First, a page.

Wines Vines
August 6, 2007 2:32pm ET
Champagne/sparkling wine producers have been doing this for eons with their non-vintage sparklers. So why not do the same with some table wines? I don't think JL is suggesting that we replace ALL vintage-dated wines with non-vintage. Hey, anything to give California vintners a chance to better compete against imports at the value level...
Brian Loring
Lompoc, CA —  August 6, 2007 3:08pm ET
Interesting idea. I'm not sure it would help as far as value goes, since it's expensive to keep bulk wine around for years. The examples you give (NV Port and Champagne) aren't necessarily cheap. But then I guess value can be found at almost any price level, so maybe you really didn't mean lower priced wines.

The idea isn't without some risk. What if the next's year crop did really blend that well with the previous? In the Port and Champagne example, there are other "things" involved to potentially mask such issues.... for Port there's fortification and residual sugar, and for Champagne it's the secondary fermentation and time with the lees that add masking flavor and complexity.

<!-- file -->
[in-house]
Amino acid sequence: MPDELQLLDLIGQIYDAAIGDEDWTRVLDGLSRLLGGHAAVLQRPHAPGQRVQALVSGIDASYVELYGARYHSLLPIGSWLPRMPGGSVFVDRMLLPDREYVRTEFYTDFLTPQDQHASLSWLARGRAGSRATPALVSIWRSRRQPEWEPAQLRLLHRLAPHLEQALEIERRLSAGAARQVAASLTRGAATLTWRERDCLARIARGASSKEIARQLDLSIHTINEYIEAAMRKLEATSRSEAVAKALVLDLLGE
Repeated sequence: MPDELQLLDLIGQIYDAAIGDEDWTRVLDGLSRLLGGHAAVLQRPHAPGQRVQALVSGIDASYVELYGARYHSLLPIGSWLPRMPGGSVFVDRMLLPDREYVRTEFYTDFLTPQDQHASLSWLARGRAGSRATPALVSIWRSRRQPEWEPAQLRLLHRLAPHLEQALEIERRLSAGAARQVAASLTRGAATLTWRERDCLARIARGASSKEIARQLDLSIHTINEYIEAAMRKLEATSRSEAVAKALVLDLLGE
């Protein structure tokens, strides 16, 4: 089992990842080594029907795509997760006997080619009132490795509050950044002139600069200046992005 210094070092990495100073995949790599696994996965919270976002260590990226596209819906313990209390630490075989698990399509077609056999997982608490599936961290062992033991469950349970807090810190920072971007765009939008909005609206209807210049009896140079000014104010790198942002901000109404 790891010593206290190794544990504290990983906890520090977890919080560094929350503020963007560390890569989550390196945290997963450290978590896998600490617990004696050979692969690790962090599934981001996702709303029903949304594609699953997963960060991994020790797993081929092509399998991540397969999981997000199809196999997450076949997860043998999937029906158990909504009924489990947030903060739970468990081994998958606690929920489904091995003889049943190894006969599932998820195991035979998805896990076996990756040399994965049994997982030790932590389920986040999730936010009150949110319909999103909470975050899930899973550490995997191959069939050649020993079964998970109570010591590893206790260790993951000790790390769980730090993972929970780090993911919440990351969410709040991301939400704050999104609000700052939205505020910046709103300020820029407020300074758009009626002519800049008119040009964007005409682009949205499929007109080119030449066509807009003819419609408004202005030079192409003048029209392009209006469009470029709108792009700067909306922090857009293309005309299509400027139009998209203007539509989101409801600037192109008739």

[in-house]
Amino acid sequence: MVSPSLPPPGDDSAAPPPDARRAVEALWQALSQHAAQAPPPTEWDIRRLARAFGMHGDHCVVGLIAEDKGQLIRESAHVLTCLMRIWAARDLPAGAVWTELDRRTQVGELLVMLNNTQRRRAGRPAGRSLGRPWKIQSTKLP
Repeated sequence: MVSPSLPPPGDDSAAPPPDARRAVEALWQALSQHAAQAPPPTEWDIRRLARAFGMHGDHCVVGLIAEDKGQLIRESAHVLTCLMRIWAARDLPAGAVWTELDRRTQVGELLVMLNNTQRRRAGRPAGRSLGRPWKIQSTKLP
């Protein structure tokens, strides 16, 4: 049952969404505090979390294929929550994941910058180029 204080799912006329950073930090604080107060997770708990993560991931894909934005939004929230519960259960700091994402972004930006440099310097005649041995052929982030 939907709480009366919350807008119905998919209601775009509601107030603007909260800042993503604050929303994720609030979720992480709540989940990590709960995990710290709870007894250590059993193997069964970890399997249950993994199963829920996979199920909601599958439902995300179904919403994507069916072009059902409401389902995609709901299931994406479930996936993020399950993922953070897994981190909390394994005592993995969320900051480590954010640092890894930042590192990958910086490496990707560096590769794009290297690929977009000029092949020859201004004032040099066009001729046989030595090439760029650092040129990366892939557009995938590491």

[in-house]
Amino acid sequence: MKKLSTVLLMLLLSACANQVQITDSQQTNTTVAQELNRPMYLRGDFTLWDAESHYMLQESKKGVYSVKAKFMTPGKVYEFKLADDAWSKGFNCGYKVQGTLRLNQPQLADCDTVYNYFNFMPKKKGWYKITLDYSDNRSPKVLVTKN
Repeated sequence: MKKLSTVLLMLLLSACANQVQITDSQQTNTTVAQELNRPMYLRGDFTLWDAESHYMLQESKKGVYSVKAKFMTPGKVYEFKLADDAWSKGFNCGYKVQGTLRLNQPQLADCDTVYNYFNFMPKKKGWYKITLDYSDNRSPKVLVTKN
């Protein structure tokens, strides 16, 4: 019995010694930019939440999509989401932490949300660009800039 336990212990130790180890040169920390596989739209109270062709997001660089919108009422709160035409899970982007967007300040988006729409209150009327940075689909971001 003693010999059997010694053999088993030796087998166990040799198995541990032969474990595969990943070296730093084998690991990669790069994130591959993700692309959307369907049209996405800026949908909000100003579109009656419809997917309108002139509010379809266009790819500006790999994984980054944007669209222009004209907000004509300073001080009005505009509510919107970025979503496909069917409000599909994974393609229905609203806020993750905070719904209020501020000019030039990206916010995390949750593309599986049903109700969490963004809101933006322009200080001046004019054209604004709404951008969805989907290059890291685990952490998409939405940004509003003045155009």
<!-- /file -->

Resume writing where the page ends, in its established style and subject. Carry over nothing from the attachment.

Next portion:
I really don't have any problem with the idea - anything that makes a better wine is fair game as far as I'm concerned. I'm just not sure it would guarantee better wine.
Tim Sylvester
Santa Monica, CA —  August 6, 2007 3:23pm ET
James--The premise of your piece, that wineries are trying to keep a lid on prices, seems only true in the margin. It's a rare sight indeed of the 15 or so mailers I receive from California wineries to see even steady prices from year to year; price reductions? Never. Further, I don't see Screaming Eagle, Colgin, Harlan, Marcassin, Kosta Browne and the other cult cabs and pinots showing any interest in making their wines more available and, by definition, affordable to the masses. That any of the dozens and dozens of big time wineries in California would risk its place in the market by blending its best wines across vintages is economically counter-intuitive.
Hugh L Sutherland Jr-m
miramar beach, fl —  August 6, 2007 3:46pm ET
I would be more in favor of bringing back some of the good curvees that we had before wineries decided to make more money and make single vineyard wines. There are some very good zins that are NV. So the idea is not so far-fetched as it may seem. As Tish says, we would no longer have to deal so much with those misleading numbers and have fewer wine "experts" rating the wines. I get tachycardia just thinking about the possibility.
Harvey Kornicks
Vero Beach,Florida —  August 6, 2007 5:07pm ET